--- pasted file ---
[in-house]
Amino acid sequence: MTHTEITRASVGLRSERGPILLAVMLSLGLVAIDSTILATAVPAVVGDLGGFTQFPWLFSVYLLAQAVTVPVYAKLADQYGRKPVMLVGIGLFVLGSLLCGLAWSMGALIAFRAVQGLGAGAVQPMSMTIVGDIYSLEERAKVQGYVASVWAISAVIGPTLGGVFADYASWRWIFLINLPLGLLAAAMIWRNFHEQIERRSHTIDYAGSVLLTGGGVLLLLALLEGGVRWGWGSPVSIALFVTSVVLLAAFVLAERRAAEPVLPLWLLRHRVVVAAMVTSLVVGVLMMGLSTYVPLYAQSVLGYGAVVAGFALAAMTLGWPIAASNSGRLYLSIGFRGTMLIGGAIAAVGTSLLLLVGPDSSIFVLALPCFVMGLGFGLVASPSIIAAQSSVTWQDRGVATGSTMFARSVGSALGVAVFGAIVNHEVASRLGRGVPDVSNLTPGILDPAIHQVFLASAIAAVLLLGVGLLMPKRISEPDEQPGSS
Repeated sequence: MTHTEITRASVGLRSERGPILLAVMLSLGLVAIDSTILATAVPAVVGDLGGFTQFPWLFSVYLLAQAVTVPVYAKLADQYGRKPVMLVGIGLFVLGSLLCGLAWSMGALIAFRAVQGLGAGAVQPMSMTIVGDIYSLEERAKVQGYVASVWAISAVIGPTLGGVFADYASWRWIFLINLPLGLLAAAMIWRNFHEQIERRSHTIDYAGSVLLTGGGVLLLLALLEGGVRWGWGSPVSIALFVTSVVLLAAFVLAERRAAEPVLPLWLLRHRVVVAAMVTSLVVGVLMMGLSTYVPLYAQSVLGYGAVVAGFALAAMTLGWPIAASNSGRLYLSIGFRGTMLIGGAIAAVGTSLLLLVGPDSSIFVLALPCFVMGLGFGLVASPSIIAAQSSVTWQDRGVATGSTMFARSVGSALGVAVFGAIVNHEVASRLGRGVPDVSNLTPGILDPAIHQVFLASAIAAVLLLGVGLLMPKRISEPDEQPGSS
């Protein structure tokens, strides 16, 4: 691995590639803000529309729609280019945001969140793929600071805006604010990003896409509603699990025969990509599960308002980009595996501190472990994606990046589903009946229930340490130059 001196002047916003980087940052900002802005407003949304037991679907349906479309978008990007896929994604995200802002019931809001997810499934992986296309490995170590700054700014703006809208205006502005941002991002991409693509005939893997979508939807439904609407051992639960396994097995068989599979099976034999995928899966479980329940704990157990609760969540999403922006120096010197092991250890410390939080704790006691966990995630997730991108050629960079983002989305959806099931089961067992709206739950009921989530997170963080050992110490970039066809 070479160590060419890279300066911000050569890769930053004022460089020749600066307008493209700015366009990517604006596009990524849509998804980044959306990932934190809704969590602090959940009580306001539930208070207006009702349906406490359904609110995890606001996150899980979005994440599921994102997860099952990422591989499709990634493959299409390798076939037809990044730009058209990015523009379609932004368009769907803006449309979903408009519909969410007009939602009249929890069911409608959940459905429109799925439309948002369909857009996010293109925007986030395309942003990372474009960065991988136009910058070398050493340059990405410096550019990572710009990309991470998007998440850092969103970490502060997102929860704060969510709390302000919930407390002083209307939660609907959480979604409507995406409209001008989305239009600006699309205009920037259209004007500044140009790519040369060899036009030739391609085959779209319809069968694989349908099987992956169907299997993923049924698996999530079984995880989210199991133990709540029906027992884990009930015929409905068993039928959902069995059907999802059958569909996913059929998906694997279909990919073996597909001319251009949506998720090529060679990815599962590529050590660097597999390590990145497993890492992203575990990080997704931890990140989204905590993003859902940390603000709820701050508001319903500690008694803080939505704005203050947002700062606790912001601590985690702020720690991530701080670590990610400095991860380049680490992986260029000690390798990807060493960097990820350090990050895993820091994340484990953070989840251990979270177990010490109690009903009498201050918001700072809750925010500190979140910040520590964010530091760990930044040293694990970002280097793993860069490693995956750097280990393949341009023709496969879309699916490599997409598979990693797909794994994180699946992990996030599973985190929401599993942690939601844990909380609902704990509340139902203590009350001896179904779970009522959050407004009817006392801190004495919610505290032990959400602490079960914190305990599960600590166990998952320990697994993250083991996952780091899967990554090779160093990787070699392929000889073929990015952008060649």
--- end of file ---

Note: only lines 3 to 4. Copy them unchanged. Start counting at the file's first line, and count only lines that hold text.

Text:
Repeated sequence: MTHTEITRASVGLRSERGPILLAVMLSLGLVAIDSTILATAVPAVVGDLGGFTQFPWLFSVYLLAQAVTVPVYAKLADQYGRKPVMLVGIGLFVLGSLLCGLAWSMGALIAFRAVQGLGAGAVQPMSMTIVGDIYSLEERAKVQGYVASVWAISAVIGPTLGGVFADYASWRWIFLINLPLGLLAAAMIWRNFHEQIERRSHTIDYAGSVLLTGGGVLLLLALLEGGVRWGWGSPVSIALFVTSVVLLAAFVLAERRAAEPVLPLWLLRHRVVVAAMVTSLVVGVLMMGLSTYVPLYAQSVLGYGAVVAGFALAAMTLGWPIAASNSGRLYLSIGFRGTMLIGGAIAAVGTSLLLLVGPDSSIFVLALPCFVMGLGFGLVASPSIIAAQSSVTWQDRGVATGSTMFARSVGSALGVAVFGAIVNHEVASRLGRGVPDVSNLTPGILDPAIHQVFLASAIAAVLLLGVGLLMPKRISEPDEQPGSS
């Protein structure tokens, strides 16, 4: 691995590639803000529309729609280019945001969140793929600071805006604010990003896409509603699990025969990509599960308002980009595996501190472990994606990046589903009946229930340490130059 001196002047916003980087940052900002802005407003949304037991679907349906479309978008990007896929994604995200802002019931809001997810499934992986296309490995170590700054700014703006809208205006502005941002991002991409693509005939893997979508939807439904609407051992639960396994097995068989599979099976034999995928899966479980329940704990157990609760969540999403922006120096010197092991250890410390939080704790006691966990995630997730991108050629960079983002989305959806099931089961067992709206739950009921989530997170963080050992110490970039066809 070479160590060419890279300066911000050569890769930053004022460089020749600066307008493209700015366009990517604006596009990524849509998804980044959306990932934190809704969590602090959940009580306001539930208070207006009702349906406490359904609110995890606001996150899980979005994440599921994102997860099952990422591989499709990634493959299409390798076939037809990044730009058209990015523009379609932004368009769907803006449309979903408009519909969410007009939602009249929890069911409608959940459905429109799925439309948002369909857009996010293109925007986030395309942003990372474009960065991988136009910058070398050493340059990405410096550019990572710009990309991470998007998440850092969103970490502060997102929860704060969510709390302000919930407390002083209307939660609907959480979604409507995406409209001008989305239009600006699309205009920037259209004007500044140009790519040369060899036009030739391609085959779209319809069968694989349908099987992956169907299997993923049924698996999530079984995880989210199991133990709540029906027992884990009930015929409905068993039928959902069995059907999802059958569909996913059929998906694997279909990919073996597909001319251009949506998720090529060679990815599962590529050590660097597999390590990145497993890492992203575990990080997704931890990140989204905590993003859902940390603000709820701050508001319903500690008694803080939505704005203050947002700062606790912001601590985690702020720690991530701080670590990610400095991860380049680490992986260029000690390798990807060493960097990820350090990050895993820091994340484990953070989840251990979270177990010490109690009903009498201050918001700072809750925010500190979140910040520590964010530091760990930044040293694990970002280097793993860069490693995956750097280990393949341009023709496969879309699916490599997409598979990693797909794994994180699946992990996030599973985190929401599993942690939601844990909380609902704990509340139902203590009350001896179904779970009522959050407004009817006392801190004495919610505290032990959400602490079960914190305990599960600590166990998952320990697994993250083991996952780091899967990554090779160093990787070699392929000889073929990015952008060649």